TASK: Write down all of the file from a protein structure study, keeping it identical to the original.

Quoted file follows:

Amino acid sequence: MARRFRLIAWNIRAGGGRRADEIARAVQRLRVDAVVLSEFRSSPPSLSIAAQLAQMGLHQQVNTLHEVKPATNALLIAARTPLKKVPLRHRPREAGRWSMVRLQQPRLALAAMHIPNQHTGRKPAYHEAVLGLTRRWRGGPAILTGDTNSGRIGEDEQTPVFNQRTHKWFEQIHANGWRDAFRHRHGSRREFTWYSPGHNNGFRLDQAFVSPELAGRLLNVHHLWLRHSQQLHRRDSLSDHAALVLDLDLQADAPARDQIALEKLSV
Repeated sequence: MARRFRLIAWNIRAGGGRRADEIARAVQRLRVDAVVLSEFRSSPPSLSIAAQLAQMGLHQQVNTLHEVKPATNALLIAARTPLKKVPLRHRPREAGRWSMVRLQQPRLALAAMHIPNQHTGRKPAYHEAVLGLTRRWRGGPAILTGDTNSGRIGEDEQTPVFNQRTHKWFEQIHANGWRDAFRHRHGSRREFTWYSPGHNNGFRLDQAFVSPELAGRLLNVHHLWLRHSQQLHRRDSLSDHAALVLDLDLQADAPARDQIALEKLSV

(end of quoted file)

Amino acid sequence: MARRFRLIAWNIRAGGGRRADEIARAVQRLRVDAVVLSEFRSSPPSLSIAAQLAQMGLHQQVNTLHEVKPATNALLIAARTPLKKVPLRHRPREAGRWSMVRLQQPRLALAAMHIPNQHTGRKPAYHEAVLGLTRRWRGGPAILTGDTNSGRIGEDEQTPVFNQRTHKWFEQIHANGWRDAFRHRHGSRREFTWYSPGHNNGFRLDQAFVSPELAGRLLNVHHLWLRHSQQLHRRDSLSDHAALVLDLDLQADAPARDQIALEKLSV
Repeated sequence: MARRFRLIAWNIRAGGGRRADEIARAVQRLRVDAVVLSEFRSSPPSLSIAAQLAQMGLHQQVNTLHEVKPATNALLIAARTPLKKVPLRHRPREAGRWSMVRLQQPRLALAAMHIPNQHTGRKPAYHEAVLGLTRRWRGGPAILTGDTNSGRIGEDEQTPVFNQRTHKWFEQIHANGWRDAFRHRHGSRREFTWYSPGHNNGFRLDQAFVSPELAGRLLNVHHLWLRHSQQLHRRDSLSDHAALVLDLDLQADAPARDQIALEKLSV